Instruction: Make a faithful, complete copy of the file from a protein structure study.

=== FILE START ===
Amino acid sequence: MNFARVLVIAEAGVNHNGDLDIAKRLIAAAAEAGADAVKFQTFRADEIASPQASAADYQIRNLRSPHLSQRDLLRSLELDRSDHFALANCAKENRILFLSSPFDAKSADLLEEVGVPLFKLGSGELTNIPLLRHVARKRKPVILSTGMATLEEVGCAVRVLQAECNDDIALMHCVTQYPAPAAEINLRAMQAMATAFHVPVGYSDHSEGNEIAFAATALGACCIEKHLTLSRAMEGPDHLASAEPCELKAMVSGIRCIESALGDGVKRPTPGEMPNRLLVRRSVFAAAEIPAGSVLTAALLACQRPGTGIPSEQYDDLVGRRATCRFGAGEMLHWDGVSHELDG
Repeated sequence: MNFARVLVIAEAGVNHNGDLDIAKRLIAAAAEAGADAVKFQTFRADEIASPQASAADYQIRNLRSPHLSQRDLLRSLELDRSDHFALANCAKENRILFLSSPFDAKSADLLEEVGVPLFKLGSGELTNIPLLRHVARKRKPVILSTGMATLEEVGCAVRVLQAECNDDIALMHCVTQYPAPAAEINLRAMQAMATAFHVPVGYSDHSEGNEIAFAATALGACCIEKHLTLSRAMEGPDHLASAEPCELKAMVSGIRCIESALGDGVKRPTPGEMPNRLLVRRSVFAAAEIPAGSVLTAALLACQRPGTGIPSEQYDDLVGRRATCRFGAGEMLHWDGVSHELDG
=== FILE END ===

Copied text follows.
Amino acid sequence: MNFARVLVIAEAGVNHNGDLDIAKRLIAAAAEAGADAVKFQTFRADEIASPQASAADYQIRNLRSPHLSQRDLLRSLELDRSDHFALANCAKENRILFLSSPFDAKSADLLEEVGVPLFKLGSGELTNIPLLRHVARKRKPVILSTGMATLEEVGCAVRVLQAECNDDIALMHCVTQYPAPAAEINLRAMQAMATAFHVPVGYSDHSEGNEIAFAATALGACCIEKHLTLSRAMEGPDHLASAEPCELKAMVSGIRCIESALGDGVKRPTPGEMPNRLLVRRSVFAAAEIPAGSVLTAALLACQRPGTGIPSEQYDDLVGRRATCRFGAGEMLHWDGVSHELDG
Repeated sequence: MNFARVLVIAEAGVNHNGDLDIAKRLIAAAAEAGADAVKFQTFRADEIASPQASAADYQIRNLRSPHLSQRDLLRSLELDRSDHFALANCAKENRILFLSSPFDAKSADLLEEVGVPLFKLGSGELTNIPLLRHVARKRKPVILSTGMATLEEVGCAVRVLQAECNDDIALMHCVTQYPAPAAEINLRAMQAMATAFHVPVGYSDHSEGNEIAFAATALGACCIEKHLTLSRAMEGPDHLASAEPCELKAMVSGIRCIESALGDGVKRPTPGEMPNRLLVRRSVFAAAEIPAGSVLTAALLACQRPGTGIPSEQYDDLVGRRATCRFGAGEMLHWDGVSHELDG